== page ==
Among questions covered: How does a person invest money for retirement? What does a person invest in? What's the American economy going to be doing in the years ahead? Here are some answers given by Vanguard founder Jack Bogle, former Vanguard chief financial officer Gus Sauter, and financial gurus Bill Bernstein and Rick Ferri:
John C. Bogle on asset allocation:
Vanguard's Total Bond Fund is, I think, too heavy on government bonds. When I set it up, bonds were paying over 7% and it seemed fine. Now interest rates are 2%, and I think it's advisable to have more short term and some intermediate term corporates.
Regarding stocks, I don't believe anyone needs to invest in foreign equities. Foreign countries are 50% of large U.S. companies' markets, so if somebody invests in Vanguard's Total Stock Market or the S & P 500, they get exposure to non U.S. markets that way.
People ask if Japanese investors would be advised to invest in their home market the way I suggest Americans do in the United States, but there's a big difference the two countries. The U.S. has an economy that has the most robust entrepreneur ship, the most transparency and strong laws protecting private property. Japan's economy is nothing like the United states'. It's structure, controlled and much more "top down" and command-orented than the U.S. economy is. ...
Gus Sauter on investments and the American economy:
Stock markets don't necessarily increase at the rate of a country's Gross Domestic Product growth. Over the last century, the American economy grew at twice the rate of the United Kingdom's, yet both Britain's and the United States' equity markets returned 10.1%.
A major reason American Gross Domestic Product (GDP) isn't growing fast is demographics. Baby Boomers (people born between 1946 and 1964) are leaving the work force; many are past their peak earning years, and since they're a huge segment of the population, it impacts economic growth. Generation X, those born from the mid 1960s to the late 1970s, are now in their highest earning years but the group is not large relative to Baby Boomers. This contributes to the slower growth of the economy.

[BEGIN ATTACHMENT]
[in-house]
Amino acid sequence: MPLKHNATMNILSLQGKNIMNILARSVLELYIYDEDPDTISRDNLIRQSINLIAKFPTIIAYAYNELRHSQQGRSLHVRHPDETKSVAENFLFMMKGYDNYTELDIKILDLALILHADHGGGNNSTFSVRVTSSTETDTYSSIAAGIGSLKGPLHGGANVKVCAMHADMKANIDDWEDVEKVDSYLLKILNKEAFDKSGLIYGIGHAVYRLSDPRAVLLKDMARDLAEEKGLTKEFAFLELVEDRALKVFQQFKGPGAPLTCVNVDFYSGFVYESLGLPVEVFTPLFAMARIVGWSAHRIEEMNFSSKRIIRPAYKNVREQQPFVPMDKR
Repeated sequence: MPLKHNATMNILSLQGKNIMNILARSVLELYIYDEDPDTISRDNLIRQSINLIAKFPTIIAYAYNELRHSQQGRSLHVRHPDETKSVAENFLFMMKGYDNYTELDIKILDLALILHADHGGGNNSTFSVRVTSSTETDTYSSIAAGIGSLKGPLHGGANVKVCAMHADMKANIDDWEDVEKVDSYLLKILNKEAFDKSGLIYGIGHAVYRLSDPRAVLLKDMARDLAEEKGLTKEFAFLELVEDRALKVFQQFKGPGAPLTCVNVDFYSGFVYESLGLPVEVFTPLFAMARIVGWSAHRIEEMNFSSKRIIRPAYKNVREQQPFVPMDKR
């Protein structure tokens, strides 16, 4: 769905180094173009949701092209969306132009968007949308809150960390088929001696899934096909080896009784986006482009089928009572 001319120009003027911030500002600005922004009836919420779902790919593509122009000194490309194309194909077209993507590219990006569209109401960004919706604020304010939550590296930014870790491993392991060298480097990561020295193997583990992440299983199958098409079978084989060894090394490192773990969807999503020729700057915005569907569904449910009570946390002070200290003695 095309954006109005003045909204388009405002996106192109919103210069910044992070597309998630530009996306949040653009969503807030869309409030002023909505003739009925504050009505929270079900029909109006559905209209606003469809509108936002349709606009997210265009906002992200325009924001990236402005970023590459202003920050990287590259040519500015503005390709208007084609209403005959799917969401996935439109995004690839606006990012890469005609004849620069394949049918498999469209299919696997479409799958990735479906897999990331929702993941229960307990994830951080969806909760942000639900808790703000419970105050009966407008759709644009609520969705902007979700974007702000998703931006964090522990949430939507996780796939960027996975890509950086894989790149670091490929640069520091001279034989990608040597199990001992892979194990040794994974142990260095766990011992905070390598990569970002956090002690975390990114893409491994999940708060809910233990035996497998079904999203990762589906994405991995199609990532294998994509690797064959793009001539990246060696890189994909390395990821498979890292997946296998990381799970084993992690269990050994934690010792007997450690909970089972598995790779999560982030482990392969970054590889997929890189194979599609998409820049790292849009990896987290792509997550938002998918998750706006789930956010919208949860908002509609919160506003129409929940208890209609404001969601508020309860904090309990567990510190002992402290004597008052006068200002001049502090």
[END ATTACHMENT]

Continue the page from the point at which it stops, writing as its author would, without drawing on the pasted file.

Generation Y (late 1970s to middle 1990s) is a much larger population segment, larger than the baby boom generation (71 million to 65 million), but the group has not yet reached its peak earning years. When it does, the economy will expand at a faster rate. ...
William J. Bernstein on tilting to Small Cap and Value equities:
In the past, tilting to U.S. Small Cap stocks in your portfolio, and tilting to Value brought investors higher returns over time. Of late, however, investors' money has been pouring into Small Cap and Value and so I don't think these market segments will outperform Large Cap by much in the future, maybe a half or one percent over time, if investors are lucky.
The game is now very small ball.
Going forward, Small Cap and Value premiums will, I think, be found in Emerging Markets. Investors might be looking at a five percent premium there, and perhaps a two to three percent premium in international developed economies. ...
Rick Ferri on saving, asset allocation and investing in foreign markets:
... Let's step back and look at the three legs on a successful index investing stool. They are philosophy, strategy and discipline.
Philosophy is your belief about how to achieve the returns you need to make your life easier. Do you believe you can outperform the markets with market timing or security selection, or do you believe you're better off getting a fair share of market return through a sensible long-term asset allocation and low-cost market matching funds? ...
Strategy is how you implement the philosophy. Here, we are all different. My portfolio is different than your portfolio. The asset allocation and security selection is based on each of our own individual needs and in some cases our desires and beliefs. Jack Bogle would prefer to get his international exposure through US stocks. I prefer to use between 30-40 percent in international unhedged equity. Who is right and who is wrong? Who cares! It doesn't matter much because it's the allocation to stocks and bonds, broad diversification and low fees that matters most. To use foreign or not use foreign isn't the cake, it's the icing on the cake.
... The third leg to all this is Discipline. This is the ability to implement your strategy and maintain though all market conditions. You can do this only when your philosophy is pure. You keep your philosophy pure by continuing education. ...
My take-away from everything I heard is, broad asset allocation is the most important aspect of investing. How much you put into stocks, how much you put into bonds, and how much you save over the course of your career are the most important things.
Everything else -- the tilts, the rebalancing, -- is just icing on your pile of assets.
Here's a write-up from the Bogleheads meeting from a year ago. Not much has changed.